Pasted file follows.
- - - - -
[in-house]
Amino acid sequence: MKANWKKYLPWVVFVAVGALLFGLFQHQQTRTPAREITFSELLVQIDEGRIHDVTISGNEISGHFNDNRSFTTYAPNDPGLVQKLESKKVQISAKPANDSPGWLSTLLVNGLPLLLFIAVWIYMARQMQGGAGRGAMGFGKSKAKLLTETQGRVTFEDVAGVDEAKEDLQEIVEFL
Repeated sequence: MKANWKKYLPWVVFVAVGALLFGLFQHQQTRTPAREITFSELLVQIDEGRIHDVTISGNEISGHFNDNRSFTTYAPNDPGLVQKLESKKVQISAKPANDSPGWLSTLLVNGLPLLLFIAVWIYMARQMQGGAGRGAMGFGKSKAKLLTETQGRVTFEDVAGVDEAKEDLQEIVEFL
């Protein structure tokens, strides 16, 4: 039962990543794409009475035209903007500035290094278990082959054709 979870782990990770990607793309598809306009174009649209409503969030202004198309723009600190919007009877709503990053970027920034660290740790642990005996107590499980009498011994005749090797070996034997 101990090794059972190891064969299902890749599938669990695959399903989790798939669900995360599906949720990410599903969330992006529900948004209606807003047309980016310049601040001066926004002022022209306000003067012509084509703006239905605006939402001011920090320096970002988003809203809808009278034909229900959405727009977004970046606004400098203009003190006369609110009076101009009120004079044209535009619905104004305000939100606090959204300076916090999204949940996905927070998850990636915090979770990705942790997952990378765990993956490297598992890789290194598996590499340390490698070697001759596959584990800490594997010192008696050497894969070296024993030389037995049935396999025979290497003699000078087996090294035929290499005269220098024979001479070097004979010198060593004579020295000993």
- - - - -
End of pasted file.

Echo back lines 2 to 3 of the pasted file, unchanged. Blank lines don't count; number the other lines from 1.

Amino acid sequence: MKANWKKYLPWVVFVAVGALLFGLFQHQQTRTPAREITFSELLVQIDEGRIHDVTISGNEISGHFNDNRSFTTYAPNDPGLVQKLESKKVQISAKPANDSPGWLSTLLVNGLPLLLFIAVWIYMARQMQGGAGRGAMGFGKSKAKLLTETQGRVTFEDVAGVDEAKEDLQEIVEFL
Repeated sequence: MKANWKKYLPWVVFVAVGALLFGLFQHQQTRTPAREITFSELLVQIDEGRIHDVTISGNEISGHFNDNRSFTTYAPNDPGLVQKLESKKVQISAKPANDSPGWLSTLLVNGLPLLLFIAVWIYMARQMQGGAGRGAMGFGKSKAKLLTETQGRVTFEDVAGVDEAKEDLQEIVEFL